A 40-minute drive up the M1 from Gosford, this is a restaurant worth travelling for, and many do. Weekdays may attract a swathe of Lake Macquarie and Central Coast locals, but on weekends it’s largely Sydneysiders and Novocastrians filling the seats. And what lovely seats they are, all custom-designed and made. As I sink into one of the marine-blue lounges at 11.30am, the restaurant begins to fill with diners of all ages, including young mums with prams. Some visitors are here for birthdays, others for a ladies’ day out, and at least one for a few nibbles while he taps away on a laptop in an enviable work-from-home situation.
It’s clear that 8 at Trinity Managing Director, Natalie Johnson, has a background in interior design; the restaurant has a Parisian salon air about it. That’s largely thanks to the impressive marquee and boundless greenery, but also to the finer touches, such as the delicate cocktail glasses. The cocktails are reason alone to lure you here, with the syrups made in-house. I highly recommend the Clouds of Passion with vanilla vodka and white chocolate liqueur.
‘We’ve got a huge cocktail list and it’s very complex,’ Natalie says.
‘Visually (the cocktail) looks amazing, it tastes amazing and we’re giving value for money in quite a large glass.’
As for the food, it’s flawless. Burrata cheese fans will be delighted to see it feature in a number of dishes, while carnivores will be thrilled there’s a tomahawk steak on the large modern Australian menu. I sample melt-in-your-mouth hand-made gnocchi, tender scallops and the best kingfish ceviche (with zesty finger lime) I’ve ever eaten. Then there’s the de-boned ocean perch in tempura batter – it’s served whole and is a head-turner. To finish is a silky reinvention of the cheesecake that’s better than the classic. The attention to detail is arguably unrivalled in the region.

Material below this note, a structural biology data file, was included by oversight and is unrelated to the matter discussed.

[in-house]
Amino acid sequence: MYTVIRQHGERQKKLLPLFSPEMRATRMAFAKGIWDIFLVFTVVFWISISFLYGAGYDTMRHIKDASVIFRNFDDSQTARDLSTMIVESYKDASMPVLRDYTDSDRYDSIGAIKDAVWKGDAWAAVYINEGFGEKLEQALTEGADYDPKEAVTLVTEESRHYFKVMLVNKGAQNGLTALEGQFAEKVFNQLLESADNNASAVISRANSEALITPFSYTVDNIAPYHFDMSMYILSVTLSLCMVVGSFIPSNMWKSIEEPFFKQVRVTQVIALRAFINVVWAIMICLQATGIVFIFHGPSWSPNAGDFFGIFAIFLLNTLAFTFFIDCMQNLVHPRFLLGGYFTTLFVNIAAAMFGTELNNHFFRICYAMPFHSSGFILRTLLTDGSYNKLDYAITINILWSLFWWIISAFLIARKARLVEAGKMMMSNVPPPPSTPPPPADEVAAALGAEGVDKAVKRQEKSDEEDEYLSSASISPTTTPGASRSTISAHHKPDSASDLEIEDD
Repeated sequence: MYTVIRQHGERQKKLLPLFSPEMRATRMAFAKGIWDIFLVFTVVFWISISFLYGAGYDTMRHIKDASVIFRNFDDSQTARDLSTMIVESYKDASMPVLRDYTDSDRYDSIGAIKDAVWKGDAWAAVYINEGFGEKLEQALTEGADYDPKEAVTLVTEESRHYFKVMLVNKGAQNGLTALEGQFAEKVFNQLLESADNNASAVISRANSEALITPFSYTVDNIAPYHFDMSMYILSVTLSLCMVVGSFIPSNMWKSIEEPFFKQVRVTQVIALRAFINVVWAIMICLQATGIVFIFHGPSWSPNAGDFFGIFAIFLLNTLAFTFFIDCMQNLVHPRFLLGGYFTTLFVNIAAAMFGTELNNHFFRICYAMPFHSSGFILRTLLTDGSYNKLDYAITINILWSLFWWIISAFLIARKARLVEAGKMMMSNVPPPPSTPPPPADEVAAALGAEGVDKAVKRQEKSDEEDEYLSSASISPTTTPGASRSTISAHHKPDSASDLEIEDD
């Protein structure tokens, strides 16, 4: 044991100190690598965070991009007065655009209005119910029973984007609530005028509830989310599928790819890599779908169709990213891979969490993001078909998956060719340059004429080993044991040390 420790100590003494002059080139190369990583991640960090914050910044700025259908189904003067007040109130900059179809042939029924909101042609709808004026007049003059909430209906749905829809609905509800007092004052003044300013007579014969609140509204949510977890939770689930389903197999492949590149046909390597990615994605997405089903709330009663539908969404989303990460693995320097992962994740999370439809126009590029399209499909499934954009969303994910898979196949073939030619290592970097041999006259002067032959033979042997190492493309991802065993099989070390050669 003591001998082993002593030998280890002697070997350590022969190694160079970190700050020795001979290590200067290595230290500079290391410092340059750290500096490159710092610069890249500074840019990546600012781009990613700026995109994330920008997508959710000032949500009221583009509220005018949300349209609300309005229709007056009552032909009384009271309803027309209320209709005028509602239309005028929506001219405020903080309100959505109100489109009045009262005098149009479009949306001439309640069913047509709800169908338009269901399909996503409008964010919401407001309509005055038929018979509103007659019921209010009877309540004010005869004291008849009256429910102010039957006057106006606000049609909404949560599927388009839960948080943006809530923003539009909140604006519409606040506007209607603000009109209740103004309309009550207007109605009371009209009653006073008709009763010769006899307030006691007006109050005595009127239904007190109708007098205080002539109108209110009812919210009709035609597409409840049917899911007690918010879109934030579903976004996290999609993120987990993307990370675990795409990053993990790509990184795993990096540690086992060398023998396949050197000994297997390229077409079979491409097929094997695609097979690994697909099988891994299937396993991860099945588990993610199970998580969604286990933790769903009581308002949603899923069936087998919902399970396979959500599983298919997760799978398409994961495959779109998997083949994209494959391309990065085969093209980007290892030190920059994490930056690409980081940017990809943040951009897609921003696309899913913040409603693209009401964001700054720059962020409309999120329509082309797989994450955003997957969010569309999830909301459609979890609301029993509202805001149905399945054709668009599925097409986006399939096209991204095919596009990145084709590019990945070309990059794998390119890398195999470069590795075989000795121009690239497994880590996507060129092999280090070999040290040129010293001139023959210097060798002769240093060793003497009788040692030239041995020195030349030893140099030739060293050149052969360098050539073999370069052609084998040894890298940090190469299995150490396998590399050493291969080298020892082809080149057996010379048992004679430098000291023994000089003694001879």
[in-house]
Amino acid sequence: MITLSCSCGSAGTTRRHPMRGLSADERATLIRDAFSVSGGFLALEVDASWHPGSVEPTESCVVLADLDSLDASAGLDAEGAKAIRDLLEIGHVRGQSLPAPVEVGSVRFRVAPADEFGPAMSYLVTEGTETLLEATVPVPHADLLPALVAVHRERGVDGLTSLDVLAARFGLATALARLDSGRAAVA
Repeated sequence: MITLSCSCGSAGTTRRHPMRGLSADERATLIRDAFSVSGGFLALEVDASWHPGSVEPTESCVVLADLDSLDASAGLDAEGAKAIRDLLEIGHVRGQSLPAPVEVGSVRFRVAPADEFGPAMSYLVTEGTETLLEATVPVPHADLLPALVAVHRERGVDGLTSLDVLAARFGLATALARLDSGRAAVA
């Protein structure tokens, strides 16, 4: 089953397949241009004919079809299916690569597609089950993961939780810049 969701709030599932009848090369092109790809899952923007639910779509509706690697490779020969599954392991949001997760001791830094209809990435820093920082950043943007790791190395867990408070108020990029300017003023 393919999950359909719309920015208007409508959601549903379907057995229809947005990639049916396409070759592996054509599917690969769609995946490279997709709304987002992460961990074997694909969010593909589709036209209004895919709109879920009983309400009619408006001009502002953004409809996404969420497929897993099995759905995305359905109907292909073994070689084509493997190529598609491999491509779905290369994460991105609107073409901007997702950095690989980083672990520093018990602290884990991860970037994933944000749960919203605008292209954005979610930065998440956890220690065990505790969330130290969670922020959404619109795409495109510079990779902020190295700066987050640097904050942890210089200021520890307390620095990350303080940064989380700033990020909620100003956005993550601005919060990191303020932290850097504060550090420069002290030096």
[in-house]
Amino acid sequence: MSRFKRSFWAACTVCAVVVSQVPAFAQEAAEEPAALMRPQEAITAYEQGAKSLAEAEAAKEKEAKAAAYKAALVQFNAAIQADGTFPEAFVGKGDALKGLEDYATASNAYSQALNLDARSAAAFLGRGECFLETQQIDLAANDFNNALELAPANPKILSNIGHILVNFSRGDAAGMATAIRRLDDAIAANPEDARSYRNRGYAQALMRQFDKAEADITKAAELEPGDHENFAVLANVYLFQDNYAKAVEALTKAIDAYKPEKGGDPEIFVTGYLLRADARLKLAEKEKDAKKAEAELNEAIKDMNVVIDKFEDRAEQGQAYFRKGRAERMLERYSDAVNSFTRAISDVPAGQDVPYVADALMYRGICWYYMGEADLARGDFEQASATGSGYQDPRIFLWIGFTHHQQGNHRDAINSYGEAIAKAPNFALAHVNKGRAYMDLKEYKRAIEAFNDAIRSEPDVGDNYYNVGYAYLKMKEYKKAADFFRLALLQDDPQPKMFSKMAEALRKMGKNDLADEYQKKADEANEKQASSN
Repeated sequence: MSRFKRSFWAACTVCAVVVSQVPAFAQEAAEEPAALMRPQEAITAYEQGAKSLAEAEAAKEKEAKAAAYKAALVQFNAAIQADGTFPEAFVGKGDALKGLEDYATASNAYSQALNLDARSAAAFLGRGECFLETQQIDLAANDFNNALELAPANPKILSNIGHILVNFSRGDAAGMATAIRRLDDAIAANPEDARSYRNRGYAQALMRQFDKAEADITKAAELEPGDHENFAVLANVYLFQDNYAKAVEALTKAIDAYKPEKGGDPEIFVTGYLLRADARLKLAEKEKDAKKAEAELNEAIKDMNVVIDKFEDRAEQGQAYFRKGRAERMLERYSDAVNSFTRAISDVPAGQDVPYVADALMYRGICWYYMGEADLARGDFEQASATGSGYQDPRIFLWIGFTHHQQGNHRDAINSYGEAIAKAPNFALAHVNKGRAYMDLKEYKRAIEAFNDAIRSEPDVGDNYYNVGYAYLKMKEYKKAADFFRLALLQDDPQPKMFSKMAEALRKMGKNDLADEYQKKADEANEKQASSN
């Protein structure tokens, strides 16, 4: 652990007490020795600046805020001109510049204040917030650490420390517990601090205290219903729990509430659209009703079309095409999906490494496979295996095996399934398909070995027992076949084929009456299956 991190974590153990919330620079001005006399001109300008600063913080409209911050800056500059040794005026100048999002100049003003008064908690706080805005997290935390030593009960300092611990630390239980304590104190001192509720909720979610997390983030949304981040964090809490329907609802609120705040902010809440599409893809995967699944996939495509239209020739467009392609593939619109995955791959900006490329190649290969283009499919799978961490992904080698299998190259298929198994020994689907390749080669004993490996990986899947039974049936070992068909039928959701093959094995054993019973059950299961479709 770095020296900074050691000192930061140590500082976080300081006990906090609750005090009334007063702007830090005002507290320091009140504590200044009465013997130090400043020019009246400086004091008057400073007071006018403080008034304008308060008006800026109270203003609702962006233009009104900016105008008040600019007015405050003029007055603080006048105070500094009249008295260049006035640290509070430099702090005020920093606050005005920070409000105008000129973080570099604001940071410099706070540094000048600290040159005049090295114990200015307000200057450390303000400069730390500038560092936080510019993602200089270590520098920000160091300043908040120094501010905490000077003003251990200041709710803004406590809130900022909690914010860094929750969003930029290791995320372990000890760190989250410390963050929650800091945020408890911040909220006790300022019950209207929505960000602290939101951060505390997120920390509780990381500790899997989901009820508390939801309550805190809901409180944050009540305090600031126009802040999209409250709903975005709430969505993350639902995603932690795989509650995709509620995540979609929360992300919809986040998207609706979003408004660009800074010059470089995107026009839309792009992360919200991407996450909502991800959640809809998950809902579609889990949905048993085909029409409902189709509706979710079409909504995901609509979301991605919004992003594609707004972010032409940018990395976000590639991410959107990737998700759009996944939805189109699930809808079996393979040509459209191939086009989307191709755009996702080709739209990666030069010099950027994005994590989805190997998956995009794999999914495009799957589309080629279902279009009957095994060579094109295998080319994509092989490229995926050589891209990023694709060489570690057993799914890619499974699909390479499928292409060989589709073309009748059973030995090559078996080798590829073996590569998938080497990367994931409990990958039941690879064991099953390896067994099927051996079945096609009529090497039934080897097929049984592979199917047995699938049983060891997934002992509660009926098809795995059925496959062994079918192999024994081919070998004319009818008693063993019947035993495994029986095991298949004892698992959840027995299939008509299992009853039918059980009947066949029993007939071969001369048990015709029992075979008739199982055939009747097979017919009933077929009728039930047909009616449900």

‘Nothing from the bar or kitchen goes out without my tick,’ Natalie says. ‘I have to be crazy about it for it to go on the menu.’
The former chef has ensured there is plenty of variety for the 1,000 people that visit each day. There are hand-cut chips and pizza for those seeking scrumptious simplicity, several seafood options (the crab spaghettini is popular), and premium red meat. Although Natalie’s chefs may be challenged to perfect so many dishes, she is passionate about pleasing her customers, and ensuring there’s variety. In spite of our stunning surroundings, she assures me 8 at Trinity isn’t fine dining but ‘resort casual’.
‘If you’re here with your family and your kids and you just want to buy a $25 pizza, you can afford to come here and have an amazing experience, or you can come here and have a nine-plus score wagyu tomahawk (1.5kg) and a Grange if you want,’ Natalie says.
‘It’s something for everybody – that is the secret – without feeling intimidated.’
As impressed by the restaurant as I am, it’s only a pop-up. In about three years, it will all be redesigned as part of a five-star hotel that will also include luxury apartments, two large restaurants, outdoor areas and a pool. The marina will eventually have 188 berths, with half currently built. There will also be a floating pontoon tennis court and a helipad as part of the 23-hectare project that will revitalise the region and see it become a destination, more than it already is. Natalie’s vision is to create a place where people feel like they’ve gone overseas.
‘I wanted people to feel that they’re not in Morisset, that they’ve gone to another country. So when you walk in you feel like you could be anywhere in the world.’
8 at Trinity is open for lunch and dinner, Thursday to Sunday. Check out the menu at 8attrinitypoint.com.au
The writer was a guest of 8 at Trinity.
WORDS JENNIFER ENNION